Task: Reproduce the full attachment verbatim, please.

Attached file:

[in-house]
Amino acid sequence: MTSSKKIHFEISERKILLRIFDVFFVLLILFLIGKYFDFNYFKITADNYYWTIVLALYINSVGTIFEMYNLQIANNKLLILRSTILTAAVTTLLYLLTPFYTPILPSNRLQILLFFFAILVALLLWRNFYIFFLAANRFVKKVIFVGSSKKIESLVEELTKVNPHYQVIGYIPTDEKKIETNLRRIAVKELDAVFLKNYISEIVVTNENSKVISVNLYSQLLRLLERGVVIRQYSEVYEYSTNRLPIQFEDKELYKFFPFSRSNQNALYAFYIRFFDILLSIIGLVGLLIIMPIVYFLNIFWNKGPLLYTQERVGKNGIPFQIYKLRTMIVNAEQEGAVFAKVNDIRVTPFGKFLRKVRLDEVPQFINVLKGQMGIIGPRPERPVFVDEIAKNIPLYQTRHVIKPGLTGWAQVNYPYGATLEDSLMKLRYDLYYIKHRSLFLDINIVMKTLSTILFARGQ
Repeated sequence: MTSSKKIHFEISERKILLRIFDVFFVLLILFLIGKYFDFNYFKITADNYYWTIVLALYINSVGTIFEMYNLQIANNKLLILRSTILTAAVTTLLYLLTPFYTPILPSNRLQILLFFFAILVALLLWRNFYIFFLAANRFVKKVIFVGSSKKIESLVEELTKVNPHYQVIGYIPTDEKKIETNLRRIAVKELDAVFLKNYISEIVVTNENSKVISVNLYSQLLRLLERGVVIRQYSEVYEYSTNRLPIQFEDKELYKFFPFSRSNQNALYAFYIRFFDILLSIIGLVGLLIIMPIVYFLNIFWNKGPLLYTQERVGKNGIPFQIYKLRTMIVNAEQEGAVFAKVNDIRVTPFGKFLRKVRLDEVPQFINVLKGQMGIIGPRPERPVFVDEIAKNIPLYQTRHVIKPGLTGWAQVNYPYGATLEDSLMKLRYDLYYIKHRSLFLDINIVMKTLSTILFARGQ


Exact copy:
[in-house]
Amino acid sequence: MTSSKKIHFEISERKILLRIFDVFFVLLILFLIGKYFDFNYFKITADNYYWTIVLALYINSVGTIFEMYNLQIANNKLLILRSTILTAAVTTLLYLLTPFYTPILPSNRLQILLFFFAILVALLLWRNFYIFFLAANRFVKKVIFVGSSKKIESLVEELTKVNPHYQVIGYIPTDEKKIETNLRRIAVKELDAVFLKNYISEIVVTNENSKVISVNLYSQLLRLLERGVVIRQYSEVYEYSTNRLPIQFEDKELYKFFPFSRSNQNALYAFYIRFFDILLSIIGLVGLLIIMPIVYFLNIFWNKGPLLYTQERVGKNGIPFQIYKLRTMIVNAEQEGAVFAKVNDIRVTPFGKFLRKVRLDEVPQFINVLKGQMGIIGPRPERPVFVDEIAKNIPLYQTRHVIKPGLTGWAQVNYPYGATLEDSLMKLRYDLYYIKHRSLFLDINIVMKTLSTILFARGQ
Repeated sequence: MTSSKKIHFEISERKILLRIFDVFFVLLILFLIGKYFDFNYFKITADNYYWTIVLALYINSVGTIFEMYNLQIANNKLLILRSTILTAAVTTLLYLLTPFYTPILPSNRLQILLFFFAILVALLLWRNFYIFFLAANRFVKKVIFVGSSKKIESLVEELTKVNPHYQVIGYIPTDEKKIETNLRRIAVKELDAVFLKNYISEIVVTNENSKVISVNLYSQLLRLLERGVVIRQYSEVYEYSTNRLPIQFEDKELYKFFPFSRSNQNALYAFYIRFFDILLSIIGLVGLLIIMPIVYFLNIFWNKGPLLYTQERVGKNGIPFQIYKLRTMIVNAEQEGAVFAKVNDIRVTPFGKFLRKVRLDEVPQFINVLKGQMGIIGPRPERPVFVDEIAKNIPLYQTRHVIKPGLTGWAQVNYPYGATLEDSLMKLRYDLYYIKHRSLFLDINIVMKTLSTILFARGQ